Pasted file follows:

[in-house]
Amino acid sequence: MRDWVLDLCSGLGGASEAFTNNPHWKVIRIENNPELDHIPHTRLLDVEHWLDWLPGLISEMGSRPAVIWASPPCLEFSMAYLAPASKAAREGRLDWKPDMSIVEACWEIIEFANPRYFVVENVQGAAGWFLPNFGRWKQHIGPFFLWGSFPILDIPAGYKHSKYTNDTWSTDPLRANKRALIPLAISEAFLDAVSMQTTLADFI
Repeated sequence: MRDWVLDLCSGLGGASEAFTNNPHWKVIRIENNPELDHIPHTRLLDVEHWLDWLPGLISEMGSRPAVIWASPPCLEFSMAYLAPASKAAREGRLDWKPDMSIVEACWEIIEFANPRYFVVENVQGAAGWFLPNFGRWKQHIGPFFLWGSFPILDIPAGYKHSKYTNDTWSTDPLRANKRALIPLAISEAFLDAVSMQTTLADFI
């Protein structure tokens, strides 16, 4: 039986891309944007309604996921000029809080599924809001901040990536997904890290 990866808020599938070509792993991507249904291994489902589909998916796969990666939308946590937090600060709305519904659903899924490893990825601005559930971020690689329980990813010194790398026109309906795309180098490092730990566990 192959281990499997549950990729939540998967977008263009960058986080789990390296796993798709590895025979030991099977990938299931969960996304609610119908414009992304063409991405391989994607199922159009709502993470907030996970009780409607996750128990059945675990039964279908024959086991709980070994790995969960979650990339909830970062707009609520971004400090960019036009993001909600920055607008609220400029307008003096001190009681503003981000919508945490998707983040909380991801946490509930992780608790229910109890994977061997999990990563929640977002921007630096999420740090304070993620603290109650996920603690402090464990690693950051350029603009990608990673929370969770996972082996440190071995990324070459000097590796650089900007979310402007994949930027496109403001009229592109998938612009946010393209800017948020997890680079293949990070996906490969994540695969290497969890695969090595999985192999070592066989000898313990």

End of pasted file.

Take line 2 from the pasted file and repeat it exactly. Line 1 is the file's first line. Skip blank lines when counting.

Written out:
Amino acid sequence: MRDWVLDLCSGLGGASEAFTNNPHWKVIRIENNPELDHIPHTRLLDVEHWLDWLPGLISEMGSRPAVIWASPPCLEFSMAYLAPASKAAREGRLDWKPDMSIVEACWEIIEFANPRYFVVENVQGAAGWFLPNFGRWKQHIGPFFLWGSFPILDIPAGYKHSKYTNDTWSTDPLRANKRALIPLAISEAFLDAVSMQTTLADFI